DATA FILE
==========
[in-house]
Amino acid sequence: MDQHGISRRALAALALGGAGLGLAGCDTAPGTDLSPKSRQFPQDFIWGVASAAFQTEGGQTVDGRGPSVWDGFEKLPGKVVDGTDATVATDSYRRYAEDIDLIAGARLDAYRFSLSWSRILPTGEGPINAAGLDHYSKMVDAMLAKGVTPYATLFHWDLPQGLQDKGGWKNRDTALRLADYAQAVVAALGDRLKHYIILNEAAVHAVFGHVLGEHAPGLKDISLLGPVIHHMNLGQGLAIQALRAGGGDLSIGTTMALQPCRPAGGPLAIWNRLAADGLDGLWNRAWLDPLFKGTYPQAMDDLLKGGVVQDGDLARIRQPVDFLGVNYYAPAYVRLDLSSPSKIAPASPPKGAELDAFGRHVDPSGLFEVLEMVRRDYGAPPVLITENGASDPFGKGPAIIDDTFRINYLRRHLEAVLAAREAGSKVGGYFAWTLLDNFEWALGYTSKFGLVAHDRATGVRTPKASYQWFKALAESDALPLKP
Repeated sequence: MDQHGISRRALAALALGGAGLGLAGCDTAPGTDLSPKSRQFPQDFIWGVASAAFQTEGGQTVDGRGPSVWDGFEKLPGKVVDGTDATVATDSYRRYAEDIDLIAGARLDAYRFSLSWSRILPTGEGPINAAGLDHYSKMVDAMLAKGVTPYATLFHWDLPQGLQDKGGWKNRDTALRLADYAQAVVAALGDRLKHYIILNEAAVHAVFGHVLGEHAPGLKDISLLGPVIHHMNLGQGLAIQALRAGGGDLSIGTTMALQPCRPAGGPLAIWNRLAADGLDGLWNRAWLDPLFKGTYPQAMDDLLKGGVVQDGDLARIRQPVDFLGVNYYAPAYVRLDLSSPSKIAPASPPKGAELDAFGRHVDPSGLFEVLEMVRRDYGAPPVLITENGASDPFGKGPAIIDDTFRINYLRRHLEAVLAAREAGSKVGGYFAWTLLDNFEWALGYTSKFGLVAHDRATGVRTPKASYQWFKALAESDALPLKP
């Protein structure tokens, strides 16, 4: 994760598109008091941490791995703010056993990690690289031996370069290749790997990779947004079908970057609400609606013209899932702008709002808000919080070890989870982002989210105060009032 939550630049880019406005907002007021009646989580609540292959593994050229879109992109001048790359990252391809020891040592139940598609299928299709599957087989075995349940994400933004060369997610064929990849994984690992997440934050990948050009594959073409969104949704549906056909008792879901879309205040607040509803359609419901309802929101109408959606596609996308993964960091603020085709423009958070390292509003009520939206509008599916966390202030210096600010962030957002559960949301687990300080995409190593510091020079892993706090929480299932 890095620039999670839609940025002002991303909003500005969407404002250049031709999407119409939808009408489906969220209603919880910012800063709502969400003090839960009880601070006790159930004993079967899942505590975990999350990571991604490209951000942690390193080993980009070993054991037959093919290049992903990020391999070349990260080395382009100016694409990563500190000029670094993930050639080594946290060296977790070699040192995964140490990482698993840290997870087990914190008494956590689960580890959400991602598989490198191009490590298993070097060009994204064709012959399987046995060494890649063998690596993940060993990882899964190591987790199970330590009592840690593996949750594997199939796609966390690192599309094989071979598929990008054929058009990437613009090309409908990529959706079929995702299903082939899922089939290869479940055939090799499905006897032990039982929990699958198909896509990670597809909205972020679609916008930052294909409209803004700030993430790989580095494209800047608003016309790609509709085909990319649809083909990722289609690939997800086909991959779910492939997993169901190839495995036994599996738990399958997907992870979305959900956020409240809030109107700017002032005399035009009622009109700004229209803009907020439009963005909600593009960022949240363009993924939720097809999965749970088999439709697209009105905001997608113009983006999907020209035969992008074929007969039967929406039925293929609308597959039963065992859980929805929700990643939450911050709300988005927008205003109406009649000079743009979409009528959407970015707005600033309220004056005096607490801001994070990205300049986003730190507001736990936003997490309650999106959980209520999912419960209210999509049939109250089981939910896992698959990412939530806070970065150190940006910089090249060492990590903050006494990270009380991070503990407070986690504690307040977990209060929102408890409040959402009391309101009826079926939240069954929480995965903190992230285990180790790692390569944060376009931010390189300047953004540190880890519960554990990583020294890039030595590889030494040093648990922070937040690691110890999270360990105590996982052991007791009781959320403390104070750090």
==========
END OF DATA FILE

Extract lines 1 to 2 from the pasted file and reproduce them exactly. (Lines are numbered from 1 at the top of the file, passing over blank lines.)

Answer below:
[in-house]
Amino acid sequence: MDQHGISRRALAALALGGAGLGLAGCDTAPGTDLSPKSRQFPQDFIWGVASAAFQTEGGQTVDGRGPSVWDGFEKLPGKVVDGTDATVATDSYRRYAEDIDLIAGARLDAYRFSLSWSRILPTGEGPINAAGLDHYSKMVDAMLAKGVTPYATLFHWDLPQGLQDKGGWKNRDTALRLADYAQAVVAALGDRLKHYIILNEAAVHAVFGHVLGEHAPGLKDISLLGPVIHHMNLGQGLAIQALRAGGGDLSIGTTMALQPCRPAGGPLAIWNRLAADGLDGLWNRAWLDPLFKGTYPQAMDDLLKGGVVQDGDLARIRQPVDFLGVNYYAPAYVRLDLSSPSKIAPASPPKGAELDAFGRHVDPSGLFEVLEMVRRDYGAPPVLITENGASDPFGKGPAIIDDTFRINYLRRHLEAVLAAREAGSKVGGYFAWTLLDNFEWALGYTSKFGLVAHDRATGVRTPKASYQWFKALAESDALPLKP